Shakespeare and Wilfred Owen expatiate on the common themes of manipulation, betrayal and conflict which arouse “vaulting ambition”, tremendous violence and great empathy within both the Elizabethan/Victorian audience and the modern day audience. Both writers explore how conflict can lead to both self-realisation and psychosis. Wilfred Owens “Mental Cases” depicts his personal viewpoint on the war and the government, and at the same time challenges society, religion and faith. Similarly, Shakespeare uses his play “Macbeth” to portray the repercussions of inner conflict and deception. Both writers sustain the idea of social constraints, however one writes to expose reality, and the other to entertain.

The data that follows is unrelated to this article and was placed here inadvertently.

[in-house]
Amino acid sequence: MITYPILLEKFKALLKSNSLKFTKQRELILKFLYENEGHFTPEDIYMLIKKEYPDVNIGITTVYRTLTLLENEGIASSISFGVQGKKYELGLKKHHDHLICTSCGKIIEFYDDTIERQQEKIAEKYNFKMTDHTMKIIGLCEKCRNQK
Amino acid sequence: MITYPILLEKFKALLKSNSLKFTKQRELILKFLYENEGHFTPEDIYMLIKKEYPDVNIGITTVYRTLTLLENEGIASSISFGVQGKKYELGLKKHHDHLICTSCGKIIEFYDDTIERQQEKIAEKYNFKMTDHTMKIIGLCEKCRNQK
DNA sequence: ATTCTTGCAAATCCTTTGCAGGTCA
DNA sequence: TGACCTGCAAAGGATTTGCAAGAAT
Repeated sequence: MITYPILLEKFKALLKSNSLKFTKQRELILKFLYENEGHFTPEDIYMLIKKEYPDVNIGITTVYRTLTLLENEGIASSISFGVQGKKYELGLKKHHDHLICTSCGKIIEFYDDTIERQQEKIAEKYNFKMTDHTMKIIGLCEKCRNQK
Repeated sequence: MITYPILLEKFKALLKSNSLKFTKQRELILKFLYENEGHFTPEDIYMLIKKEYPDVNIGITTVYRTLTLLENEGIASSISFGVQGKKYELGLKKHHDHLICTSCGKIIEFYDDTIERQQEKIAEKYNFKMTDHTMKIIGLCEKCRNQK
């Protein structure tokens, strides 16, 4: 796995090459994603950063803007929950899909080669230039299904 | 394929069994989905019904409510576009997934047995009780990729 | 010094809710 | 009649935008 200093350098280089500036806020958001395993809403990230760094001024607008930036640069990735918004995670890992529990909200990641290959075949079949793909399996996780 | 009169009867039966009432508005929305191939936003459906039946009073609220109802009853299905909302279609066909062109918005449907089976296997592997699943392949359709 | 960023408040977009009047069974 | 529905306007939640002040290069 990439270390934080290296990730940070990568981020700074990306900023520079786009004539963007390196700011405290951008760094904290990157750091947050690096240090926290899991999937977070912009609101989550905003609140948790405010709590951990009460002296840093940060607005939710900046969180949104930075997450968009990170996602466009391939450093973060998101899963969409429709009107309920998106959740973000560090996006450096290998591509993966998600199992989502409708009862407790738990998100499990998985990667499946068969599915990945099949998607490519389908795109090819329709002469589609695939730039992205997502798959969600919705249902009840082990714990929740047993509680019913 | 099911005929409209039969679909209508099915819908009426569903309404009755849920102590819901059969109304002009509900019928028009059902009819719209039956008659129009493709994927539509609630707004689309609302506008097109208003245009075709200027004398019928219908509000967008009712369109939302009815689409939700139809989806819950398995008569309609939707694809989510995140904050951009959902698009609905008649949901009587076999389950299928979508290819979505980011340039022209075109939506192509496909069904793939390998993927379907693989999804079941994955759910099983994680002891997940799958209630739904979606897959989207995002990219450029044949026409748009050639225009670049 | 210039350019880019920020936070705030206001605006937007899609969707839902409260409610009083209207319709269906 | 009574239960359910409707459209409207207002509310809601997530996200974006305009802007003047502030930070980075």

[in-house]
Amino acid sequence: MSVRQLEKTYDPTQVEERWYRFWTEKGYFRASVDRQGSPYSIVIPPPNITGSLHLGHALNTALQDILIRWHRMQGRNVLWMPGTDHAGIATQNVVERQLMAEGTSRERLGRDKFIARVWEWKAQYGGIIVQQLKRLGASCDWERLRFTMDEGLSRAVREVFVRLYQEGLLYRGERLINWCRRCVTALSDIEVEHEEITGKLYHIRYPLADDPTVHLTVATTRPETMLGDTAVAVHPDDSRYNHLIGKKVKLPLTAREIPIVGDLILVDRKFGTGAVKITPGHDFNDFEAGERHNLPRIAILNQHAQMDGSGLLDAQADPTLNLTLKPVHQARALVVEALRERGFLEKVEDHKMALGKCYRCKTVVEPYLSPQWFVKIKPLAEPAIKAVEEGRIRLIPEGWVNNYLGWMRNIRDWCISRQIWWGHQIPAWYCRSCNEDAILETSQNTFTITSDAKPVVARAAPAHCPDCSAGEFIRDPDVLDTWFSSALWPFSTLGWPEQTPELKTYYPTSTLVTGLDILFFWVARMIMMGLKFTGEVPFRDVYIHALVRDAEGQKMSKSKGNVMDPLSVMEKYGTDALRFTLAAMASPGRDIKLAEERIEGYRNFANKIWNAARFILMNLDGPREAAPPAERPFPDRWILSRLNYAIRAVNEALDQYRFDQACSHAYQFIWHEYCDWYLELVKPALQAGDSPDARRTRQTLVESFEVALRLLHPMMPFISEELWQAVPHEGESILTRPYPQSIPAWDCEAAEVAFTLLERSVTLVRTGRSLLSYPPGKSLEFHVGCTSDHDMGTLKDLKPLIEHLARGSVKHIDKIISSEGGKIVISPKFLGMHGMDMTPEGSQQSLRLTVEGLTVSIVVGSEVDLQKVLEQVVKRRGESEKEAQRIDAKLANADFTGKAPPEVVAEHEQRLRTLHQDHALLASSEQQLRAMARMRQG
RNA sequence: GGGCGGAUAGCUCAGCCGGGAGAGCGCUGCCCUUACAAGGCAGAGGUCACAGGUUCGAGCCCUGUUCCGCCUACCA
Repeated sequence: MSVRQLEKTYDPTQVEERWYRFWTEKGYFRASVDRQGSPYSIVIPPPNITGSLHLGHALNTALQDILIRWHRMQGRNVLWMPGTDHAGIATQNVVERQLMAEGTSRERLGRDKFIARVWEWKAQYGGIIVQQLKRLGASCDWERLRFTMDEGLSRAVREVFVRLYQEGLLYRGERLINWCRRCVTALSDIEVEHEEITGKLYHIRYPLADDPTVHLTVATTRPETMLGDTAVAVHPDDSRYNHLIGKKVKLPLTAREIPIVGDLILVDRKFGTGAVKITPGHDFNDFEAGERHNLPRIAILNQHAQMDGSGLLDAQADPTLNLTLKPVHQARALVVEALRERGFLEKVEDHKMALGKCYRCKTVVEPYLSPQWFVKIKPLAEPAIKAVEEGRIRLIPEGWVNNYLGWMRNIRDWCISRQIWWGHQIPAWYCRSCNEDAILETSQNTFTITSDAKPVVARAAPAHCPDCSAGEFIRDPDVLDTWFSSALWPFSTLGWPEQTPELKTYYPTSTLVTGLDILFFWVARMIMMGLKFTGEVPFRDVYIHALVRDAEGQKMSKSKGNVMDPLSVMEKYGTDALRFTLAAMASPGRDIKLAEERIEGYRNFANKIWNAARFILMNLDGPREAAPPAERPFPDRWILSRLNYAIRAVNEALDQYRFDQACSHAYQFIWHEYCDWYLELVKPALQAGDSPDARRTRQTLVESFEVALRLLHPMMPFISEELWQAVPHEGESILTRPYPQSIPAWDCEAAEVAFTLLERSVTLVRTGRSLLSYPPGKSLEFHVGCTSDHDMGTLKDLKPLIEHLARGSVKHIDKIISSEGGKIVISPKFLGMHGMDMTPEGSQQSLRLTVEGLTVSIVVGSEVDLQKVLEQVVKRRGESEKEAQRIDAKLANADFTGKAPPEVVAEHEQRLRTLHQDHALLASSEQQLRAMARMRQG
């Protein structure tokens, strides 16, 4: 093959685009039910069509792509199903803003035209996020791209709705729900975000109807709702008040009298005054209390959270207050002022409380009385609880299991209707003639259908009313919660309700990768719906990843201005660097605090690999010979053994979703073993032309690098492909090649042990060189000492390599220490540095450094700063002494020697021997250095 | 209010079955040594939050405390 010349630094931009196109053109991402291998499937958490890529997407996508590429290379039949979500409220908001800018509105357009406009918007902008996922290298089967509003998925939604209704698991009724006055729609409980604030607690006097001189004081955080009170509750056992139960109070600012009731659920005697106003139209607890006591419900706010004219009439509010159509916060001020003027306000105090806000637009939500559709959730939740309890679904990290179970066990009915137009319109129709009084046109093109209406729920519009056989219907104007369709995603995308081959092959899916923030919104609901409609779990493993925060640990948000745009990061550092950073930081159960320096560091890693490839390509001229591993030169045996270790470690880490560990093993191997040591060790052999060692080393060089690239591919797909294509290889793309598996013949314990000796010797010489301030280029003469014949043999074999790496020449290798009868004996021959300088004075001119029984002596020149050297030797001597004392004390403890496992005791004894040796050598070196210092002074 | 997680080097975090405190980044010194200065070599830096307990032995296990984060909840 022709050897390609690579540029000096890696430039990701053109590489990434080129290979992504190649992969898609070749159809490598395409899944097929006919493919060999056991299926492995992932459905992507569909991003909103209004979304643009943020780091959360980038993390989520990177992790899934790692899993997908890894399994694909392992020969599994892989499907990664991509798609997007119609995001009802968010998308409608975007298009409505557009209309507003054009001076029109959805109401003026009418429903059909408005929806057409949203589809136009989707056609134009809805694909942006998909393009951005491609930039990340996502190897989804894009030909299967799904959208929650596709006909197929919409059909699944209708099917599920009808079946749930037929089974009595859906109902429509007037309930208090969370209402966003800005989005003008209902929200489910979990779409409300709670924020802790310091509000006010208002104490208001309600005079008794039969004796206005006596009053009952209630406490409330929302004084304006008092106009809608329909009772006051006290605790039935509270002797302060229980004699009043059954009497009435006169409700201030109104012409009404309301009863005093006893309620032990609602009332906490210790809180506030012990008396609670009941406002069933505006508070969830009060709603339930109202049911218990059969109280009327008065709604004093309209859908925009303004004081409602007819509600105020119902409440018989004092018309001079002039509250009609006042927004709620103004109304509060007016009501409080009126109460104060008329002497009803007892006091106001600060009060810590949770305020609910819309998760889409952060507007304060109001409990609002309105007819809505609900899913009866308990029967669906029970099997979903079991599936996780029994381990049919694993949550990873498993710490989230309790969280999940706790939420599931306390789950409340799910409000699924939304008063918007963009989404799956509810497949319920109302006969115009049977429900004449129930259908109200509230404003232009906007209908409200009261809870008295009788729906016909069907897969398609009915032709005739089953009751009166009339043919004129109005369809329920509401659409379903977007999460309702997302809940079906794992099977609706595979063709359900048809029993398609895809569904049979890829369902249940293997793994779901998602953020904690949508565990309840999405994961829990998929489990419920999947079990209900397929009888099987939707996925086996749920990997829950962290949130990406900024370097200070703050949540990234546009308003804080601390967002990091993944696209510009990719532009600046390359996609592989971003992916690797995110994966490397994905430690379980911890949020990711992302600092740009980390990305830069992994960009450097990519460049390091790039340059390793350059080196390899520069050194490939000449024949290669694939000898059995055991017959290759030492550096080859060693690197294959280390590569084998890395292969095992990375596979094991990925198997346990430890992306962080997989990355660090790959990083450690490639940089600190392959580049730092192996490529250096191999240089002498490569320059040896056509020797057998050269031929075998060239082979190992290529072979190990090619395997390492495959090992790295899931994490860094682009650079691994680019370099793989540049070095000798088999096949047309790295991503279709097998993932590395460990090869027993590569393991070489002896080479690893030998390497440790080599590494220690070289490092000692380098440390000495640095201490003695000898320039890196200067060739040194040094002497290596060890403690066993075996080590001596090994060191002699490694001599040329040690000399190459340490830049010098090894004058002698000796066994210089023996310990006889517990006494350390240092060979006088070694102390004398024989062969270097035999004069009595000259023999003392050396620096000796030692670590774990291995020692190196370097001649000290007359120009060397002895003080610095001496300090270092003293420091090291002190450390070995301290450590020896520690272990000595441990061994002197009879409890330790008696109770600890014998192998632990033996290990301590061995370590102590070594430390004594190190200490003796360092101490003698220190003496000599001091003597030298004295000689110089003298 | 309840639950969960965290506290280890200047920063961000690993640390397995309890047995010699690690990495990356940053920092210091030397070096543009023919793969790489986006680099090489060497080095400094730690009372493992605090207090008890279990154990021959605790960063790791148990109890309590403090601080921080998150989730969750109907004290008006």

Owen excellently analyses the physical and mental consequences of war in a very personal and direct way. From the first line of the poem, the reader is engaged through the imagery and language techniques which are used to express the physical and psychological state of the soldiers. We start off with his use of interrogatives in the first stanza. From the first line itself we can identify the state of his mentality. Through his questions “who are these?” and “why sit they here in twilight?” the audience may be able to acknowledge the fact that Owen is in a state of shock, therefore has no indication of what is going on; illustrating his mental instability. Also by examining a series of rhetorical questions such as ‘Who are these?’ we can decipher that the question does not give an identity to the subject, relating to the infinite soldiers fighting with no identity, they are merely a number. Owen presents these ‘cases’ in a dehumanizing way, specifying them as ‘they’ and ‘these’ and also animalising the language.
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